Decades of increasing poverty, inequality, and insecurity created a powerful backlash against the ruling coalition of the Liberal Democratic Party and Komeito in the 30 August 2009 elections, finally putting an end to Japan’s de facto one-party state. But the backlash only benefited the social liberal Democratic Party of Japan, which increased its seats from 115 to 308 (the DPJ block now enjoys 322 seats, more than a two-thirds majority). The Communist Party and the Social Democratic Party barely hung onto the same numbers of seats that they had before the elections: 9 for the CP1 and 7 for the SDP. On the face of it, it is not a debacle for the Left like those suffered by Communists in India and Italy in the most recent elections. However, one of the items on the DPJ agenda is a plan to eliminate 80 proportional representation seats, and it just so happens that all the Communist representatives are elected to proportional representation seats.
Why did the Japanese Left fail to advance, at a moment when more Japanese than ever appeared to be taking interest in left-wing ideas, as indicated, for instance, by the meteoric rise to bestsellerdom of Kanikosen and the manga based on Capital? Take a look at this video of the 21 August 2009 press conference of JCP Chaiman Shii Kazuo (which comes with English translation), to get a glimpse of how the JCP presented itself to the public.
You’ll see that JCP criticisms of the DPJ agenda2 are to the point, more often than not, but those criticisms don’t quite amount to a compelling vision of a new socialist society that the party should be presenting.3
The strongest point of the JCP criticism of the DPJ is that the DPJ will pay for its promise to expand the social safety net, including the formerly excluded, by increasing the taxes on working-class incomes, leveling down the existing structures of entitlements such as pensions toward the new social minimums, decreasing public works and public-sector jobs,4 and so on. The trade-off is inevitable given the DPJ’s refusal to tax big businesses and capitalists and to cut military spending.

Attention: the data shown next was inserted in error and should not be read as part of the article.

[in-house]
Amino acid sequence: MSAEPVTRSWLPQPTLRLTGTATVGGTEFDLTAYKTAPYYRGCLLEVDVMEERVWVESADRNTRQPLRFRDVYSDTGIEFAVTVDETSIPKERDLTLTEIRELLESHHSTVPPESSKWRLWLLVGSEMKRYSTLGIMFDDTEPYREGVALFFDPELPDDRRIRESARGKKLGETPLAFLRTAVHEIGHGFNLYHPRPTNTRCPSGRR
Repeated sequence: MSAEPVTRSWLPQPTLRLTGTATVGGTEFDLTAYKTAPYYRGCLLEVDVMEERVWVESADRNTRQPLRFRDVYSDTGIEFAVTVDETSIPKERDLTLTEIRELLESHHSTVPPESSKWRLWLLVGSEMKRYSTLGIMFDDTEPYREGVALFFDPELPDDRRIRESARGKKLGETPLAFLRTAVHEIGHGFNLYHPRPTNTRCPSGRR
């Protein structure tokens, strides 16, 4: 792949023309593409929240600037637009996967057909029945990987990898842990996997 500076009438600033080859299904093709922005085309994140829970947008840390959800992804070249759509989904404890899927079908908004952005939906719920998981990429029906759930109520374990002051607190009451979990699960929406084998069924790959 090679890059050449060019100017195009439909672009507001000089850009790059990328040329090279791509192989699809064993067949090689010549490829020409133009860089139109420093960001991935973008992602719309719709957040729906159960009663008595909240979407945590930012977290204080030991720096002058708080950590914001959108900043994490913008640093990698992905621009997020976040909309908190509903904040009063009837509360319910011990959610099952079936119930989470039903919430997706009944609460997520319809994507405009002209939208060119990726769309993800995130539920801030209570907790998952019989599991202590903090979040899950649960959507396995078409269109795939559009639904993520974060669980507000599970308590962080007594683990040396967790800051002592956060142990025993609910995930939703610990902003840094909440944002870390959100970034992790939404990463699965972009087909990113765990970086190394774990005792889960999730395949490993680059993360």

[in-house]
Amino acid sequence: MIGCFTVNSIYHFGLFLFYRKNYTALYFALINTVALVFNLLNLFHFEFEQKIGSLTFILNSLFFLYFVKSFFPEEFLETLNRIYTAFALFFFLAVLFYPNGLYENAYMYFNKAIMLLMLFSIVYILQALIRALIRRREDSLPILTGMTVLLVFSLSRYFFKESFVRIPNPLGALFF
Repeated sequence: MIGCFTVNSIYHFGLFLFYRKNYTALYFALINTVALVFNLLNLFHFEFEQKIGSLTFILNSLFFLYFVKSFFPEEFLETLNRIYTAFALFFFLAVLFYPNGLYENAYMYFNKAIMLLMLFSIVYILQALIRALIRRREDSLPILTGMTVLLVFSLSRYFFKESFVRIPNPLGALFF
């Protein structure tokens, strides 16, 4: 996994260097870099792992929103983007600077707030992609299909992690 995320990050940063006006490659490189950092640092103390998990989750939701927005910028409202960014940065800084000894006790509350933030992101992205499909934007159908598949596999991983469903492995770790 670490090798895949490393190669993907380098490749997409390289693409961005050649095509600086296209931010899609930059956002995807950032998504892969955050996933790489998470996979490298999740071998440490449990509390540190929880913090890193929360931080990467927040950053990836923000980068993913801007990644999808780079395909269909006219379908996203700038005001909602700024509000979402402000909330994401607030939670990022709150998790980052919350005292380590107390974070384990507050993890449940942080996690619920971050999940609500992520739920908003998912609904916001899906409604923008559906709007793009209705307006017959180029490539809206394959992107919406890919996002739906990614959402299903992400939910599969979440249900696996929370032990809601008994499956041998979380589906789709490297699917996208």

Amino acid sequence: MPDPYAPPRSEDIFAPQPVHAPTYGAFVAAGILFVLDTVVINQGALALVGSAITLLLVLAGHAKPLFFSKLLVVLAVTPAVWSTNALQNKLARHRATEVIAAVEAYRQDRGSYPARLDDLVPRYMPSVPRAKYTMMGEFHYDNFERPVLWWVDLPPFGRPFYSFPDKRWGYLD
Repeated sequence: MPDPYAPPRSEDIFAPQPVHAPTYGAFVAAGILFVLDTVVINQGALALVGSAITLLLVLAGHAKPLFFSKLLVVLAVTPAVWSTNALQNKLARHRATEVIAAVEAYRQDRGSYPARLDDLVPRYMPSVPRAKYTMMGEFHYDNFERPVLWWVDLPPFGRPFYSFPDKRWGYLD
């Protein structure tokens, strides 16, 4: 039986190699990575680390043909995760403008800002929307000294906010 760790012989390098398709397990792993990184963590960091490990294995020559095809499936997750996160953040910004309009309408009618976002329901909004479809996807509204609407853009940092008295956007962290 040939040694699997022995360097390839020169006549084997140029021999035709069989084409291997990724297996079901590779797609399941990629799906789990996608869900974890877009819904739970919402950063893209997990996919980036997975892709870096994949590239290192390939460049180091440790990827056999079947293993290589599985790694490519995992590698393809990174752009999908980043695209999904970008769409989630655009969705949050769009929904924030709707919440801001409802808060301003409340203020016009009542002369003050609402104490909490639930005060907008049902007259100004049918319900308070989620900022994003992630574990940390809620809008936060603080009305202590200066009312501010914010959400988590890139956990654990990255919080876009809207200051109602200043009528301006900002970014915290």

But, in the process of making this point, the JCP ends up defending the old, such as tax exemptions for dependent spouses (usually housewives), which have discouraged many a woman from seeking full-time jobs since wives earning only part-time incomes (roughly up to 1,300,000 yen) are counted as dependents for the purpose of calculating taxes, insurance and pension contributions and benefits, etc. What’s good for working-class families in material terms can be bad for working-class women looking to enhance their gender-bargaining power vis-a-vis men, and the structures of the Japanese welfare state that tacitly assume male family wages, lifetime monogamous marriages, and female spousal dependency are textbook cases of the all too common class-gender contradiction under capitalism. This contradiction is intensifying as more and more Japanese women are clearly losing interest in marriage and childbearing, powerfully demonstrating their sharp rejection of the old gender settlement and silently erecting a strong demographic obstacle to the old methods of restoring economic growth. The JCP, or any other left-wing current in Japan, needs to offer women — and young people in general — a new socialist vision that recognizes women as individuals and fosters new networks of social solidarity based on that recognition, rather than a maternalist Keynesian vision in which women are tacitly assumed to be, or become, or have been wives and mothers.5
The same goes for the JCP’s defense of the Peace Constitution. On one hand, any constitutional revision that the DPJ will put on the agenda is likely to be one that pushes Japan onto the course that Germany took in the process of the dissolution of Yugoslavia, embarking on humanitarian imperialist adventures of its own, not just as a subordinate member of the US-led coalition of the willing. On the other hand, there is nothing democratic, let alone socialist, about defending the constitution that the occupier wrote for Japan, on which the Japanese people have not been allowed to vote. Socialists must present a new democratic vision for Japan. Why not a constitutional assembly in Japan, to write a new constitution as a step toward 21st century socialism?